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Mr. Hands: To ask the Secretary of State for Foreign and Commonwealth Affairs what efforts he is making to lobby for an end to the 'sizdan ugina, bizdan bugina' culture of public officials in Uzbekistan; and if he will make a statement. 
Mr. Douglas Alexander: Good governance, both economic and political, is a key aspect of our dialogue with Uzbekistan. We have consistently and repeatedly brought to the attention of senior Government figures the importance of transparency in governance and the negative effects of corruption. In a speech to the Centre for Strategic and International Studies in Washington DC on 18 May 2005, my right hon. Friend the Foreign Secretary called upon the Uzbek Government to develop a much more open and pluralistic society in order to address the root causes of the recent disturbances in Andizhan. This message has also been taken forward in Uzbekistan. On 15 May, our ambassador to Tashkent raised with Deputy Foreign Minister Nematov the importance of political and economic reform in the light of events in Andizhan.
Mr. Hands: To ask the Secretary of State for Foreign and Commonwealth Affairs what representations he has made to the Kyrgyz authorities to protest against the apparent forced return of Uzbek refugees in early June to their home country; and if he will make a statement. 
The first was on 18 May. when he accompanied a group of diplomats, members of international organisations and the media. Mr. Moran's lobbying had been instrumental in prompting the Uzbek authorities to organise this visit. The event was tightly controlled, and Mr. Moran was unable to engage members of the public. Having pressed Uzbek Deputy Foreign Minister Nematov on these restrictions. Mr. Moran secured agreement that he and EU colleagues could return unaccompanied.
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On 26 and 27 May, Mr. Moran returned to Andizhan. He visited the central Yangi bazaar, and the city's central square. There was a high security service presence, and members of the public appeared afraid to approach Mr. Moran. He had a similar experience at the Kyrgyz border near Pakhtaabad. and at the border town of Karasu. This represented a distinct change from public behaviour in early May. when people had gathered around the visiting Defence Attache"'s car. and asked him to pass news of events in Andizhan outside Uzbekistan.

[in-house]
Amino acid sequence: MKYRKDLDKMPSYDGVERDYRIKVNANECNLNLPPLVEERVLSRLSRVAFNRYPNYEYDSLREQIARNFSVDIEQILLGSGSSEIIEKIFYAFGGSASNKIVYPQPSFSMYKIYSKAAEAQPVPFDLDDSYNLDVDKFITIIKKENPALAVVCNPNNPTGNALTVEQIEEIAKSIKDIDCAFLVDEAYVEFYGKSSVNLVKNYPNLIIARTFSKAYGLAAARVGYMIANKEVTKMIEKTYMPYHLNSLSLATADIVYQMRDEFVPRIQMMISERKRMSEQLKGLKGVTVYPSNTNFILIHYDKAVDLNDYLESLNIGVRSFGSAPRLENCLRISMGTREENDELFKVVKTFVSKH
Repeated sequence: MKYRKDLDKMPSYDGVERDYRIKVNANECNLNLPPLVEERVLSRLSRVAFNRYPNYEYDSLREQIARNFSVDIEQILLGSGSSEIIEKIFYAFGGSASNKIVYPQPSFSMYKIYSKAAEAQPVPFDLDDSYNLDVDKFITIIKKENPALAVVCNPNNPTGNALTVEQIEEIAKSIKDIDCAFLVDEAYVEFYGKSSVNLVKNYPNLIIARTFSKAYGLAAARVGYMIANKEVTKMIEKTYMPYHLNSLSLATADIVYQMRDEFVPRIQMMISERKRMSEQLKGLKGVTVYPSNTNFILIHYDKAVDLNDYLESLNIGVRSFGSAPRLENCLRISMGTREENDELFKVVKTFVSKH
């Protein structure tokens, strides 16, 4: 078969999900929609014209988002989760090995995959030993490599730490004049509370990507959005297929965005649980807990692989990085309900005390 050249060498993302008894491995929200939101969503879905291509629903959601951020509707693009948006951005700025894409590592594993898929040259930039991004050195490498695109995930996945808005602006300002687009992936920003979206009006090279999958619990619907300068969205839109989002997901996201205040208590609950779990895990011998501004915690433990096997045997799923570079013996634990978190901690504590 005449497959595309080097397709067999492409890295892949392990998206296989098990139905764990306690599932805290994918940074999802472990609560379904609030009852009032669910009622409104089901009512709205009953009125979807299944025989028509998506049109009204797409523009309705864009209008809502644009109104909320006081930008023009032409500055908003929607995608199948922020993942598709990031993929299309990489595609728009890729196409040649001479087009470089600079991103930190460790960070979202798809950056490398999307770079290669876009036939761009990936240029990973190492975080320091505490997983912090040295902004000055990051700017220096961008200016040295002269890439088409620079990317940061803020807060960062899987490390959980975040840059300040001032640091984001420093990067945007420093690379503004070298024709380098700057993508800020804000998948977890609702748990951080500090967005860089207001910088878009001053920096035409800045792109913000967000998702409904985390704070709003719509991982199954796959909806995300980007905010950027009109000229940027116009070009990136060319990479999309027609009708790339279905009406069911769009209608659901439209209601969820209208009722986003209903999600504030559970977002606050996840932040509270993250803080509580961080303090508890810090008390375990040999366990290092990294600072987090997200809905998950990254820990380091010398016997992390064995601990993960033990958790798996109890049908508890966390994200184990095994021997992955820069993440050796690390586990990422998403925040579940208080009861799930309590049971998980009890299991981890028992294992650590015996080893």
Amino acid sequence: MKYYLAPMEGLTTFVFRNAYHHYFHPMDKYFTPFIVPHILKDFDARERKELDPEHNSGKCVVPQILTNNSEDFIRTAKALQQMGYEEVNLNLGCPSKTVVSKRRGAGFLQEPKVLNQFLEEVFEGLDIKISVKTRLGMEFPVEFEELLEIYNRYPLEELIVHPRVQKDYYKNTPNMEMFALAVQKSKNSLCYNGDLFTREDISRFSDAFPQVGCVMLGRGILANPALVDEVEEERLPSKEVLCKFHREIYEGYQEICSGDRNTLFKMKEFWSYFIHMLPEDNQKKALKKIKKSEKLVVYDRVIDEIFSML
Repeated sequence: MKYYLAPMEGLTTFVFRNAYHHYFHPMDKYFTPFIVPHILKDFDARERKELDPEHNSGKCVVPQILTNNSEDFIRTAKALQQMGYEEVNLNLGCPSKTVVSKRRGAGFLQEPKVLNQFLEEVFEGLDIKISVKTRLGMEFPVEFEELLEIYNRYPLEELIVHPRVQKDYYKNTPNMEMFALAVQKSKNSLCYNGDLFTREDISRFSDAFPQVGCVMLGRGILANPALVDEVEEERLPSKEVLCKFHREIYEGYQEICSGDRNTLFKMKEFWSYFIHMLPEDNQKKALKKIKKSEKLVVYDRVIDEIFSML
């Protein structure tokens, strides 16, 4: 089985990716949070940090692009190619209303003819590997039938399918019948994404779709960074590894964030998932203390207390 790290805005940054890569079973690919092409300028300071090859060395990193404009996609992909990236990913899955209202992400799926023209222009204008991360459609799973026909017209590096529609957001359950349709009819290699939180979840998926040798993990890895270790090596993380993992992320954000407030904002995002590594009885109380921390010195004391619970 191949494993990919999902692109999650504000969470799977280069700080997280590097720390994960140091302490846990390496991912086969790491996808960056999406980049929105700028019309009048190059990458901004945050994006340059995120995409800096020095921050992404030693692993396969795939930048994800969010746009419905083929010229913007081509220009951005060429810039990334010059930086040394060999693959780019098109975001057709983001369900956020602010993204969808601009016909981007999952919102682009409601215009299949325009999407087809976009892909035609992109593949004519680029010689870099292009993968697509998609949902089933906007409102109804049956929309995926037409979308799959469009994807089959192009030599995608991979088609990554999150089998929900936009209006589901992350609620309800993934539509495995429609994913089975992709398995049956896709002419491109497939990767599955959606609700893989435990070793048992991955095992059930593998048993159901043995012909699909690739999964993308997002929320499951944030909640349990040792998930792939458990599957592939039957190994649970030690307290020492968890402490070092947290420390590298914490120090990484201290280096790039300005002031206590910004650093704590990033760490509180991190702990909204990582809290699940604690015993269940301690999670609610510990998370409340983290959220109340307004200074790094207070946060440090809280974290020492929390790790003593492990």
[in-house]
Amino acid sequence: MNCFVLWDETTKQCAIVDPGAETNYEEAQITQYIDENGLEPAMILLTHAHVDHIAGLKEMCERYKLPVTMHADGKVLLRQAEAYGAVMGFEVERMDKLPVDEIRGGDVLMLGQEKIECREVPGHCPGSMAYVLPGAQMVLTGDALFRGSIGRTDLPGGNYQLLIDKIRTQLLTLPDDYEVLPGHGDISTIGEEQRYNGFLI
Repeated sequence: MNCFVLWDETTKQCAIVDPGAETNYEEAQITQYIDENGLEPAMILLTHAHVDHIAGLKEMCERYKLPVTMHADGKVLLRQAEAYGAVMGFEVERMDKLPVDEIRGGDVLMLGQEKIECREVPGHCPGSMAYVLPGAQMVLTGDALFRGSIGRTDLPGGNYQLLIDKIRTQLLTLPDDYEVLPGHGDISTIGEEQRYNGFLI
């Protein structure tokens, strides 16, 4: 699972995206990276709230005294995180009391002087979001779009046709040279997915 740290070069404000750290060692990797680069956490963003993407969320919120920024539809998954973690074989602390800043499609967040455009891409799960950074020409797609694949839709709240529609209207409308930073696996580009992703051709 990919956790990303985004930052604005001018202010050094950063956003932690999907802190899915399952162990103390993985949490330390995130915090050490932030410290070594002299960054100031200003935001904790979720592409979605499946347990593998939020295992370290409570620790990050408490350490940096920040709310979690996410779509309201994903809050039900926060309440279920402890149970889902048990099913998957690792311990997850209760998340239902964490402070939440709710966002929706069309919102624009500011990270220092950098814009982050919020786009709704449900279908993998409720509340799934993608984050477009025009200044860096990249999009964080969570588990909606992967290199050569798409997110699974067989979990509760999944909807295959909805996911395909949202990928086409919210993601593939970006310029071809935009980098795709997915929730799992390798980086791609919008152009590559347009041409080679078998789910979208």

Mr. Hands: To ask the Secretary of State for Foreign and Commonwealth Affairs (1) what his policy is on the OSCE's efforts to promote a public inquiry into the events of 13 May in Andijan in Uzbekistan; 
Mr. Douglas Alexander: We were extremely disturbed by reports of Uzbek troops firing on demonstrators in Andizhan (Andijan). When my right hon. Friend the Foreign Secretary first heard these reports, he urged the Uzbek Government to allow an independent, international investigation. We are pleased that the US, the UN, the Organisation for Security and Co-operation in Europe (OSCE), and NATO have all done the same. The UK was at the forefront in condemning the indiscriminate and disproportionate use offeree by the Uzbek Government.
Islam Karimov, Uzbek President, responded to our repeated calls for an inquiry by creating a Parliamentary Committee to investigate the unrest. We, and our European Union (EU) partners, have made clear that we consider this an insufficient response. On 13 June, the General Affairs External Relations Council (GAERC) called on the Uzbek Government to reconsider its position, giving a deadline of 30 June. Failure to do so will lead to punitive EU measures, including partial suspension of the Partnership and Co-operation Agreement (PCA).